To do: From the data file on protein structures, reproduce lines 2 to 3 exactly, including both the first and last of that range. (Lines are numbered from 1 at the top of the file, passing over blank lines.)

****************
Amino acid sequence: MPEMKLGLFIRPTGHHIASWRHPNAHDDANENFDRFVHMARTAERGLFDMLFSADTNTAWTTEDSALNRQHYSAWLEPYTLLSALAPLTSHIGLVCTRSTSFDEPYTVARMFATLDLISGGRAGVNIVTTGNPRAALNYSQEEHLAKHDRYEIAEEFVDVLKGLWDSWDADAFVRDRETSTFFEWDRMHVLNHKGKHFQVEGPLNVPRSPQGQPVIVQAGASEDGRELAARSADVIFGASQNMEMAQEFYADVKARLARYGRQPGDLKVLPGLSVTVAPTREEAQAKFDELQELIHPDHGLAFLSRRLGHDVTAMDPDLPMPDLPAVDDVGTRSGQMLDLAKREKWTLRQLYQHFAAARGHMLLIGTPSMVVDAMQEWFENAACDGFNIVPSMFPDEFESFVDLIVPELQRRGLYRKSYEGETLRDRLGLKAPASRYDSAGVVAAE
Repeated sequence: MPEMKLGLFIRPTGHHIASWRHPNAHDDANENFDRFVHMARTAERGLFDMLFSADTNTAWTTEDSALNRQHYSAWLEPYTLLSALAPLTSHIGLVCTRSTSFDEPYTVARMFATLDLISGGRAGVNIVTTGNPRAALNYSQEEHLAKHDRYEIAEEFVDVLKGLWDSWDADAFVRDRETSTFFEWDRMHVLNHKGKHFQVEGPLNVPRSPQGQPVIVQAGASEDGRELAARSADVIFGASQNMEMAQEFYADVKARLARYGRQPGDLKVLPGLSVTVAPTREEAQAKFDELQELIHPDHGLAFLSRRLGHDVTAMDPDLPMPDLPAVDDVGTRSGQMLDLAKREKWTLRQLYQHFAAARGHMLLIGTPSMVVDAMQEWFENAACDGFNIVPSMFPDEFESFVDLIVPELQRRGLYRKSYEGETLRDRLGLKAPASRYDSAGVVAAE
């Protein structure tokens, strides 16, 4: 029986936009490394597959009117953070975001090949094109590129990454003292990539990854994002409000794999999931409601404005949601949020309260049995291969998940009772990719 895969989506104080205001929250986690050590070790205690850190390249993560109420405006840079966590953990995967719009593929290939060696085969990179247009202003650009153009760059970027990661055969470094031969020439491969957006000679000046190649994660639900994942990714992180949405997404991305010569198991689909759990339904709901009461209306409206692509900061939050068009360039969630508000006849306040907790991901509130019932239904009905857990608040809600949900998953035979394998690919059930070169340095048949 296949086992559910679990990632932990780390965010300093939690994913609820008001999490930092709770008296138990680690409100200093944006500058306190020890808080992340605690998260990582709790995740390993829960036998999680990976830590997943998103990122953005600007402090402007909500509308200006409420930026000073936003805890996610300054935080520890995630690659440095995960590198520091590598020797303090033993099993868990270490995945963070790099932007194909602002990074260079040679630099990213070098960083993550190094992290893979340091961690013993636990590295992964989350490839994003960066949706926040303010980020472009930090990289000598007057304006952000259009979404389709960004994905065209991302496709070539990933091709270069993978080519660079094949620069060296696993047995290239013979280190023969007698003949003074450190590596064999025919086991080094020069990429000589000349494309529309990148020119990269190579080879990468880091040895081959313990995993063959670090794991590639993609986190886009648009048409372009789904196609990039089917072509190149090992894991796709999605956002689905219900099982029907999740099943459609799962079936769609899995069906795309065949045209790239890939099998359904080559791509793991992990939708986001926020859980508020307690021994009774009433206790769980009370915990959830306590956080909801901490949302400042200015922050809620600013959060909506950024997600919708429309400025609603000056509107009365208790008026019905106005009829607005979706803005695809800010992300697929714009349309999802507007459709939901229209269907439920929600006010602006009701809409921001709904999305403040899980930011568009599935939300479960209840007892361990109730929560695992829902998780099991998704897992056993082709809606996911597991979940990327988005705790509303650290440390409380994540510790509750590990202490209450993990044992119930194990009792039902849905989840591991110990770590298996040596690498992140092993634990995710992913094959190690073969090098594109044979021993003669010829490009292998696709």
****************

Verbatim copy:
Repeated sequence: MPEMKLGLFIRPTGHHIASWRHPNAHDDANENFDRFVHMARTAERGLFDMLFSADTNTAWTTEDSALNRQHYSAWLEPYTLLSALAPLTSHIGLVCTRSTSFDEPYTVARMFATLDLISGGRAGVNIVTTGNPRAALNYSQEEHLAKHDRYEIAEEFVDVLKGLWDSWDADAFVRDRETSTFFEWDRMHVLNHKGKHFQVEGPLNVPRSPQGQPVIVQAGASEDGRELAARSADVIFGASQNMEMAQEFYADVKARLARYGRQPGDLKVLPGLSVTVAPTREEAQAKFDELQELIHPDHGLAFLSRRLGHDVTAMDPDLPMPDLPAVDDVGTRSGQMLDLAKREKWTLRQLYQHFAAARGHMLLIGTPSMVVDAMQEWFENAACDGFNIVPSMFPDEFESFVDLIVPELQRRGLYRKSYEGETLRDRLGLKAPASRYDSAGVVAAE
């Protein structure tokens, strides 16, 4: 029986936009490394597959009117953070975001090949094109590129990454003292990539990854994002409000794999999931409601404005949601949020309260049995291969998940009772990719 895969989506104080205001929250986690050590070790205690850190390249993560109420405006840079966590953990995967719009593929290939060696085969990179247009202003650009153009760059970027990661055969470094031969020439491969957006000679000046190649994660639900994942990714992180949405997404991305010569198991689909759990339904709901009461209306409206692509900061939050068009360039969630508000006849306040907790991901509130019932239904009905857990608040809600949900998953035979394998690919059930070169340095048949 296949086992559910679990990632932990780390965010300093939690994913609820008001999490930092709770008296138990680690409100200093944006500058306190020890808080992340605690998260990582709790995740390993829960036998999680990976830590997943998103990122953005600007402090402007909500509308200006409420930026000073936003805890996610300054935080520890995630690659440095995960590198520091590598020797303090033993099993868990270490995945963070790099932007194909602002990074260079040679630099990213070098960083993550190094992290893979340091961690013993636990590295992964989350490839994003960066949706926040303010980020472009930090990289000598007057304006952000259009979404389709960004994905065209991302496709070539990933091709270069993978080519660079094949620069060296696993047995290239013979280190023969007698003949003074450190590596064999025919086991080094020069990429000589000349494309529309990148020119990269190579080879990468880091040895081959313990995993063959670090794991590639993609986190886009648009048409372009789904196609990039089917072509190149090992894991796709999605956002689905219900099982029907999740099943459609799962079936769609899995069906795309065949045209790239890939099998359904080559791509793991992990939708986001926020859980508020307690021994009774009433206790769980009370915990959830306590956080909801901490949302400042200015922050809620600013959060909506950024997600919708429309400025609603000056509107009365208790008026019905106005009829607005979706803005695809800010992300697929714009349309999802507007459709939901229209269907439920929600006010602006009701809409921001709904999305403040899980930011568009599935939300479960209840007892361990109730929560695992829902998780099991998704897992056993082709809606996911597991979940990327988005705790509303650290440390409380994540510790509750590990202490209450993990044992119930194990009792039902849905989840591991110990770590298996040596690498992140092993634990995710992913094959190690073969090098594109044979021993003669010829490009292998696709």